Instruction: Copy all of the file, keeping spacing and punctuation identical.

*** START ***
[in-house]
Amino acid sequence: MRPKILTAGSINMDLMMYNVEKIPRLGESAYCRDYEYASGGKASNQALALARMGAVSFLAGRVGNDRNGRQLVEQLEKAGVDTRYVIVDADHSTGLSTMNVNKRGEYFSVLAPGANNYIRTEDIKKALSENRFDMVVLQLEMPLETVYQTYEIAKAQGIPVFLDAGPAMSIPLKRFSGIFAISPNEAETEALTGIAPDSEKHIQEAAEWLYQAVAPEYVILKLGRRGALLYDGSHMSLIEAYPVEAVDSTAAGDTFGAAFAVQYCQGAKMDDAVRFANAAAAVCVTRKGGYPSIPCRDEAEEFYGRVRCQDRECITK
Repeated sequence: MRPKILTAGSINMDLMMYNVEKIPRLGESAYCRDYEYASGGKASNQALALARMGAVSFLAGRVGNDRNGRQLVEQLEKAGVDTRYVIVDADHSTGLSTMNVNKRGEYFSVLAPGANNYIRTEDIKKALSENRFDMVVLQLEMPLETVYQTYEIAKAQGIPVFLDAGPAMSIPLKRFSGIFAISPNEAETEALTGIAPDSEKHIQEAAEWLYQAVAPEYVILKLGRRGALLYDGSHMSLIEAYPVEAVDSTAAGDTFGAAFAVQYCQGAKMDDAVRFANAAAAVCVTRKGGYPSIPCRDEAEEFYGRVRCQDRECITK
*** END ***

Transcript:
[in-house]
Amino acid sequence: MRPKILTAGSINMDLMMYNVEKIPRLGESAYCRDYEYASGGKASNQALALARMGAVSFLAGRVGNDRNGRQLVEQLEKAGVDTRYVIVDADHSTGLSTMNVNKRGEYFSVLAPGANNYIRTEDIKKALSENRFDMVVLQLEMPLETVYQTYEIAKAQGIPVFLDAGPAMSIPLKRFSGIFAISPNEAETEALTGIAPDSEKHIQEAAEWLYQAVAPEYVILKLGRRGALLYDGSHMSLIEAYPVEAVDSTAAGDTFGAAFAVQYCQGAKMDDAVRFANAAAAVCVTRKGGYPSIPCRDEAEEFYGRVRCQDRECITK
Repeated sequence: MRPKILTAGSINMDLMMYNVEKIPRLGESAYCRDYEYASGGKASNQALALARMGAVSFLAGRVGNDRNGRQLVEQLEKAGVDTRYVIVDADHSTGLSTMNVNKRGEYFSVLAPGANNYIRTEDIKKALSENRFDMVVLQLEMPLETVYQTYEIAKAQGIPVFLDAGPAMSIPLKRFSGIFAISPNEAETEALTGIAPDSEKHIQEAAEWLYQAVAPEYVILKLGRRGALLYDGSHMSLIEAYPVEAVDSTAAGDTFGAAFAVQYCQGAKMDDAVRFANAAAAVCVTRKGGYPSIPCRDEAEEFYGRVRCQDRECITK